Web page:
You may be thinking, “Why would I read a memoir about a disease spread by wet air droplets when I’m living in a pandemic?” Honestly, I felt calmer about COVID-19 while I read The Plague and I because the world feels familiar. Masks, carefully disposing of coughed-on tissues, constantly wondering who is contagious, the mass numbers of people in medical care who don’t know what their outcome will be — death or home. Even the care with which a TB patient released must take reminded me of stories of the COVID long-haul folks, whose symptoms persist after infection. MacDonald’s thoughts aren’t too off from my own these days:
[A sanitarium patient] said, “I was workin’ in a candy factory dippin’ chocolates and one day I had a hemorrhage.” I asked her if she had had a cough. She said, “Oh, God, yes, for years and years. I never thought nothing of it.” I thought something of it. I thought of all those chocolates she had dipped and sprayed with germs.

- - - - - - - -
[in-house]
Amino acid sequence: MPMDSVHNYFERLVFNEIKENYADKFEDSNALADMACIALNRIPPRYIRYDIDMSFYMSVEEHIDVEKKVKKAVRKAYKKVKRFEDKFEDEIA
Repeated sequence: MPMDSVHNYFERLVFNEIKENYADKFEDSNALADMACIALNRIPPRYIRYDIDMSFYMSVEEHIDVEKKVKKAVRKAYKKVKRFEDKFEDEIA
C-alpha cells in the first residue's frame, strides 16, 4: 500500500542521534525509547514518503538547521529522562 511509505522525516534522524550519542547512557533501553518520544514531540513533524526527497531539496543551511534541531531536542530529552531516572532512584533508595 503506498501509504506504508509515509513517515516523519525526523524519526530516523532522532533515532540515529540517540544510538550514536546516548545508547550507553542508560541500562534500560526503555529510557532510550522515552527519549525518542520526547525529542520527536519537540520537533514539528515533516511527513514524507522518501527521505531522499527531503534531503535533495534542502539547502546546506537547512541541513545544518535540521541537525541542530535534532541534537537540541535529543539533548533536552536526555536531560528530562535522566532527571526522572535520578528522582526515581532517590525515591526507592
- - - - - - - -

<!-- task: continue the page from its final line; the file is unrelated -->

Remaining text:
Birthday cake candles before 2020, anyone? Sneezing and coughing directly into our hands? Ugh. Even after MacDonald leaves the facility, her old friends stay back and even shut their doors on her, which reminds me of when I scoot into my apartment to avoid running into my neighbors, in case any of us aren’t wearing masks. Is it weird to see my own life in a TB memoir? Unlikely. We’ve always had epidemics, pandemics, and outbreaks. We’ve just been too comfortable in the between times to admit that viral and bacterial calamity are kinda normal.
A highly recommended book, and you can read The Plague and I without picking up the first memoir. They are not linked content-wise.